The extent of documentation that may be required to demonstrate that a project is categorically excluded depends on the nature and extent to which a project involves extraordinary circumstances that may cause a normally excluded action to have a significant environmental effect. Typically, this analysis is documented by the federal agency with a checklist or a worksheet. This documentation cites the CE being used and documents the agency’s conclusion that (1) the proposed action fits within the category of actions described in the categorical exclusion; and (2) there are no extraordinary circumstances that would preclude the proposed action from being categorically excluded. The extent of the documentation is tailored to the type of action involved, the potential for extraordinary circumstances and environmental effects, and any applicable requirements of other laws, regulations, and policies.

If an extraordinary circumstance is present, the federal agency may still categorically exclude the proposed action if the agency determines that there are circumstances that lessen the impacts or other conditions sufficient to avoid significant effects, such as the potential to affect protected natural or cultural resources.17 The NEPA procedures of the U.S. Forest Service provide that the “mere presence” of a resource condition listed as an extraordinary circumstance does not preclude the application of a CE; rather, it is the “existence of a cause-effect relationship between a proposed action and the potential effect on these resource conditions, and if such a relationship exists, the degree of the potential effect of a proposed action on these resource conditions that determines whether extraordinary circumstances exist.”18 For example, the fact that the Kirtland’s warbler, an endangered songbird, is “known to occur” in the area of national forest where a pipeline is located does not preclude the U.S. Forest Service from applying a categorical exclusion for reissuance of a permit “when the only changes are administrative” and “there are not changes to the authorized facilities or increases in the scope or intensity of authorized activities.”19 However, if the agency determines that it cannot categorically exclude the proposed action, the agency must prepare an EA or an EIS.20

Also, the fact that a project does not have a significant impact as defined under NEPA does not mean that it will not trigger statutory requirements of other environmental laws. For example, if historical sites, endangered species habitat, wetlands, or property in minority neighborhoods, to name a few, would be affected by a proposed federal action, compliance with related environmental laws or requirements, in addition to NEPA, may be required.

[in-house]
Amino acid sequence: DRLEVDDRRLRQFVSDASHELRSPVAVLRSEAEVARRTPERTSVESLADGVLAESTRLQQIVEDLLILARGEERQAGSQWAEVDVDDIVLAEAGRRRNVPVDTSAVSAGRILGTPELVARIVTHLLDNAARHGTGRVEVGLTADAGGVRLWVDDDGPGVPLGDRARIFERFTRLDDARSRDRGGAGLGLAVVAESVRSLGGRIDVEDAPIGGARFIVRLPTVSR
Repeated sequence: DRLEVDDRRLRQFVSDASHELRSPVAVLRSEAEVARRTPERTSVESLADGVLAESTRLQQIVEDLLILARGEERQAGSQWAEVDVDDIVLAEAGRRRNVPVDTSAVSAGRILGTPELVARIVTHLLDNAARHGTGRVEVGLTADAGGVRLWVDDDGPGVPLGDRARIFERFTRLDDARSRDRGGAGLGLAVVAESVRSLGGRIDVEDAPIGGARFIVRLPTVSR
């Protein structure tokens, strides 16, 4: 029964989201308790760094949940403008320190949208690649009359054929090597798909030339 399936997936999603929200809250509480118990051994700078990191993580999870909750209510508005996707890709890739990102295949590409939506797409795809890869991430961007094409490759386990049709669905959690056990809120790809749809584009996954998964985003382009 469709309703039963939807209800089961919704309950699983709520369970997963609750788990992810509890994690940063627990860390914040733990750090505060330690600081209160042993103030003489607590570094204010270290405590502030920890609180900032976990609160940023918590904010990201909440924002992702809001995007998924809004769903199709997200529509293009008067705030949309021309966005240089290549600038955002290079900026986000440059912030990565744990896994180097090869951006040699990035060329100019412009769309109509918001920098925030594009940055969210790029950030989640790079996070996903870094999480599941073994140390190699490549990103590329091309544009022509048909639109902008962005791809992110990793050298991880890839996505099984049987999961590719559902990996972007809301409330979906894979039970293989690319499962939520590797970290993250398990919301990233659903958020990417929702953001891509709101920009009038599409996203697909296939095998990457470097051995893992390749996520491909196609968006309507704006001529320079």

An analysis of how categorical exclusions may be impacted by proposed regulations

In July 2020, the Trump administration CEQ made wholesale revisions to its NEPA-implementing regulations for the first time in more than 40 years. These revisions were designed to increase the efficiency and predictability of the NEPA review process. Under the Biden administration, CEQ began a comprehensive reconsideration of the 2020 updates to its NEPA procedures. CEQ finalized the first phase of a two-phase rulemaking in April 2022.

One of the changes that the Biden administration CEQ finalized in this first phase restored the definition of “effects or impacts” to reference the concepts of direct, indirect, and cumulative effects explicitly. CEQ noted in this Final Rule that they recognize that nothing in the CEQ regulations requires agencies to categorize effects separately as direct, indirect, or cumulative. Rather, CEQ provides that agencies can holistically discuss “all reasonably foreseeable direct, indirect, and cumulative effects, rather than delineating the categories in separate sections of a NEPA document.” CEQ’s changes also removed the potential limitations in the 2020 Rule on consideration of temporally or geographically removed environmental effects, effects that are the product of a lengthy causal chain, and effects that the agency has no ability to prevent due to its limited statutory authority or that would occur regardless of the proposed action. The Biden administration CEQ contends that their 2022 Final Rule “will not result in consideration of a limitless universe of effects,” but will instead continue to be “bounded by a reasonableness standard.” Consistent with this intention, CEQ included language in the definition of effects, which makes clear that effects are “changes to the human environment from the proposed action or alternatives that are reasonably foreseeable.”